Judas, Easter 5C, May 19, 2019, St. Mark's Episcopal Church, Little Rock, AR, 5 pm

Judas Easter 5C, May 19, 2019, St. Mark’s Episcopal Church, Little Rock, Arkansas, 5 pm

John 13:31-35

(“At the last supper, when Judas had gone out, Jesus said, "Now the Son of Man has been glorified, and God has been glorified in him.) If God has been glorified in him, God will also glorify him in himself and will glorify him at once. Little children, I am with you only a little longer. You will look for me; and as I said to the Jews so now I say to you, 'Where I am going, you cannot come.' I give you a new commandment, that you love one another. Just as I have loved you, you also should love one another. By this everyone will know that you are my disciples, if you have love for one another."

I think often of Judas. At the National Cathedral they have statues for all the disciples at the high altar, but for Judas there is an empty nitch. Was what he did so terrible that he should be written off as one of the world’s greatest villains? I don’t know about you, but I betray God every day. I deny him by turning my back on people I meet whom I cannot see the Christ within them. I spend money on personal luxuries that should be used to help the poor. I struggle with an overindulgence in food.

There is a Gnostic gospel of Judas that does portray Judas as a hero, believing that what Judas did was God’s plan and that he was acting on Jesus’ intimate instructions for him alone. The canonical gospels present a different story. Judas becomes more and more evil as you read from Mark to Matthew to Luke to John. Judas is described in John as evil, the devil from the beginning. In Luke the devil enters Judas only at the last supper.

I can’t really go with the Gnostic gospel, but I do believe that Judas might not have been so different from the other disciples? Peter denied him. The rest of them abandoned him. None spoke up for him. Paul, his greatest missionary, persecuted Jesus’ followers. /

Matthew (27:1-10) tells us that when Judas realizes what he has done, he tries to return the 30 pieces of silver he is paid to betray Jesus and then hangs himself. The book of Acts (1:18-19) says that Judas falls on a field he buys with the money and dies a painful death./

What is different about Judas from the other disciples? Judas cannot forgive himself and feel God’s forgiveness for what he has done even after he repents and tries to make things right. This is such a crucial part of 12-step recovery. Realizing the harm we have done to others, making amends, and accepting God’s forgiveness that is so freely given. And we must do this daily. And Judas is our icon of what we will become if we cannot make amends and accept God’s freely given forgiveness and love.

Theologian Morton Kelsey wrote a very practical book more than fifty years ago called The Other Side of Silence: A Guide to Christian Meditation, as well as a revised edition, published twenty years later called The Other Side of Silence: Meditation for the Twenty-first Century. Kelsey believes that meditation is simply the way we set up the conditions to prepare for the God who is seeking us and breaks through to us, particularly in silence. “Doing meditation” involves using biblical stories, dream images, poems, and images from other sources.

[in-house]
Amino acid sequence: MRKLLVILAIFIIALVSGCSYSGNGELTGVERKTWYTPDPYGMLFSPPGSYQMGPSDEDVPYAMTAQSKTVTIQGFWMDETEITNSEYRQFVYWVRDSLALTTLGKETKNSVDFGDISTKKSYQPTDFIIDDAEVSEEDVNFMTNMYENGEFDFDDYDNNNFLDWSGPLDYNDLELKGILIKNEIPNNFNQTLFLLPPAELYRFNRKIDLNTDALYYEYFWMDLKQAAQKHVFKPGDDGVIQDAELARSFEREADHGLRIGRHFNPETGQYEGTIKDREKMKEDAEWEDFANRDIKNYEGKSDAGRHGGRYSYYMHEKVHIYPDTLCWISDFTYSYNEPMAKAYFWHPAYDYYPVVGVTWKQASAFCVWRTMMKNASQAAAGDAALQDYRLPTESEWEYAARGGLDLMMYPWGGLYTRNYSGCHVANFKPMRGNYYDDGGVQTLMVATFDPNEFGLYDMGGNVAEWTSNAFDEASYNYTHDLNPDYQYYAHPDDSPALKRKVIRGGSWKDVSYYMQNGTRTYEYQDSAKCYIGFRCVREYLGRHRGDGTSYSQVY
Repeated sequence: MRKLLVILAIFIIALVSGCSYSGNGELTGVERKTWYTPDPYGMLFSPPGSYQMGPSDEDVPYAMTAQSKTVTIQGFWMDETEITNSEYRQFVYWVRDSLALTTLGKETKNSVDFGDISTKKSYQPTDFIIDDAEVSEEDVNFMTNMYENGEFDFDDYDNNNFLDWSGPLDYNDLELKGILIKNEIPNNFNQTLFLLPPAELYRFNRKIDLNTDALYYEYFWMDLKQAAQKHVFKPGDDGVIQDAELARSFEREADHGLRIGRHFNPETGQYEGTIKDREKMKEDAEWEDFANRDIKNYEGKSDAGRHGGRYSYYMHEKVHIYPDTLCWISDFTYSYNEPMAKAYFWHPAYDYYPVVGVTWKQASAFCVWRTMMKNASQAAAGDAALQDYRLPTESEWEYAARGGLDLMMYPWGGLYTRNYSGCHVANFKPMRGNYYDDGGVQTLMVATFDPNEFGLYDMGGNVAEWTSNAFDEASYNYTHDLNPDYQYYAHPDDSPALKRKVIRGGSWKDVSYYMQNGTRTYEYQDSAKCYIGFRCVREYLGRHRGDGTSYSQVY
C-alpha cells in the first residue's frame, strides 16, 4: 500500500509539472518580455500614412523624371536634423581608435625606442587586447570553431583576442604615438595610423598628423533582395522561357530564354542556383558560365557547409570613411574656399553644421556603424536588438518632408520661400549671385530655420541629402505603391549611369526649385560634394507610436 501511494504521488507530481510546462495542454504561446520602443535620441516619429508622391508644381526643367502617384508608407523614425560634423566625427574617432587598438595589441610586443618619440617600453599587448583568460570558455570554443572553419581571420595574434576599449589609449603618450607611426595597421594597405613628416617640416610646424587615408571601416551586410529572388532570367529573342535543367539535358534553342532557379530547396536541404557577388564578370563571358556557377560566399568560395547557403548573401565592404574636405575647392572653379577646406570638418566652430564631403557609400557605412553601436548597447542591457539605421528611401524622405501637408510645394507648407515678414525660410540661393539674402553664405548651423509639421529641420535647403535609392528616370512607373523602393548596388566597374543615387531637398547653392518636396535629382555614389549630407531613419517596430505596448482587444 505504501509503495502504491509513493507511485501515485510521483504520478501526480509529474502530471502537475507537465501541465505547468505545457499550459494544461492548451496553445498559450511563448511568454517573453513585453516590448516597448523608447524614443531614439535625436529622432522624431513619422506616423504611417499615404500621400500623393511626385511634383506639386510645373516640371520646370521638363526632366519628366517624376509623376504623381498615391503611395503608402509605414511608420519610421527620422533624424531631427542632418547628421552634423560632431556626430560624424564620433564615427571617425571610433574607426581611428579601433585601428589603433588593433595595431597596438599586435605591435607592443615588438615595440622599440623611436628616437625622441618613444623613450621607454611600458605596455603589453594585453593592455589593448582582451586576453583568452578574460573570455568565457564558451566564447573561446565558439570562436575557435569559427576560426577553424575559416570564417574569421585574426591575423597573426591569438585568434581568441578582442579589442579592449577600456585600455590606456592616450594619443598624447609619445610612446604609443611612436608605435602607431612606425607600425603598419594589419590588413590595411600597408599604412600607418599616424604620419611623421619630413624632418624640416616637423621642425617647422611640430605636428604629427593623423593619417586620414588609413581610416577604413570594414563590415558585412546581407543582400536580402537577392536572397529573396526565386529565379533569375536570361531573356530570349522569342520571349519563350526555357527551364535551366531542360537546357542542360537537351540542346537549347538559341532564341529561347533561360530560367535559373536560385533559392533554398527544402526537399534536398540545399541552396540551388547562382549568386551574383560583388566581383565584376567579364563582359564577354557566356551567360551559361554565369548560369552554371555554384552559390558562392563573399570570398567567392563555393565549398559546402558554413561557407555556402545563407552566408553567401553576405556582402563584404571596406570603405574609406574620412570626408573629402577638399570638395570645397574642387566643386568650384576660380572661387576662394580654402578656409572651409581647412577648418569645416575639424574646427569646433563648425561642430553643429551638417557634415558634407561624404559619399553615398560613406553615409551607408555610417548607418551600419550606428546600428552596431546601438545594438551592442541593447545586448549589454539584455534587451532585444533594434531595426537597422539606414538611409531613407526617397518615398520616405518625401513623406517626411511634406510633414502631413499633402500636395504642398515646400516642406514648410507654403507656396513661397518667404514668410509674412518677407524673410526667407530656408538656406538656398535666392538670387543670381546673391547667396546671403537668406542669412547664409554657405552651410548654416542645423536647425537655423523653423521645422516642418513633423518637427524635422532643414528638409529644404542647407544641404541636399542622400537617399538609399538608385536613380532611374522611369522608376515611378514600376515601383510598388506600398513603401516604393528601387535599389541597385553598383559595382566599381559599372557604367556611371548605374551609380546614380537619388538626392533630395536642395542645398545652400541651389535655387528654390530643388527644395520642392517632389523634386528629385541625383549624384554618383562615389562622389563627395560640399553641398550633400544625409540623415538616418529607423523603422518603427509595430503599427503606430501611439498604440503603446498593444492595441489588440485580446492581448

Included in Kelsey’s book is a moving poem, “The Ballad of Judas Iscariot,” by the Scottish poet, Robert Buchanan, which I read and meditate on every Easter season. It reminds us that no one is lost or unforgiven or unloved by God. The ballad must have been powerful when sung. The story is of Judas wandering through regions of darkness until he spies a light from a lantern at a doorway. Jesus is holding up the light, and he beckons to Judas to come in and join his fellow disciples who are getting ready to eat. Jesus tells Judas that they have always been waiting for him before pouring the wine.

I offer the poem also to spiritual friends who feel they have done something unforgivable, or that God no longer loves them; and of course, I meditate on it myself when that darkness of guilt or shame or a poor self-image surrounds me as well.

Judas is a reminder of what happens when we cannot accept that we might be forgiven or loved. He is an icon of what it is like when we have difficulty opening ourselves to God’s Grace offered continuously through dark and light times in our life. In all honesty, is Judas’ betrayal of Jesus really worse than denying Jesus or abandoning him or persecuting his followers or denying him as the others did? Judas simply can not ask for or accept forgiveness. Judas has forgotten that the God of his understanding is a loving and forgiving God.

Here are a few lines from this ancient poem

'Twas the soul of Judas Iscariot
Came with a weary face —
Alone, alone, and all alone,
Alone in a lonely place!

He wandered east, he wandered west,
And heard no human sound;
For months and years, in grief and tears,
He wandered round and round,

For months and years, in grief and tears,
He walked the silent night;
Then the soul of Judas Iscariot
Perceived a far-off light.

A far-off light across the waste,
As dim as dim might be,
That came and went like the lighthouse gleam
On a black night at sea.

'Twas the soul of Judas Iscariot
Did hush itself and stand,
And saw the Bridegroom at the door
With a light in his hand.

'Twas the Bridegroom stood at the open door,
And beckon'd, smiling sweet;
'Twas the soul of Judas Iscariot
Stole in, and fell at his feet.

{the bridegroom speaks}

'The Holy Supper is spread within,
And the many candles shine,
And I have waited long for thee
Before I poured the wine!'

{Then}The supper wine is poured at last,
The lights burn bright and fair,
Iscariot washes the Bridegroom's feet,
And dries them with his hair.

Robert Buchanan, “The Ballad of Judas Iscariot”

From Miscellaneous Poems and Ballads, 1878-83.

Joanna Seibert. joannaseibert@me.com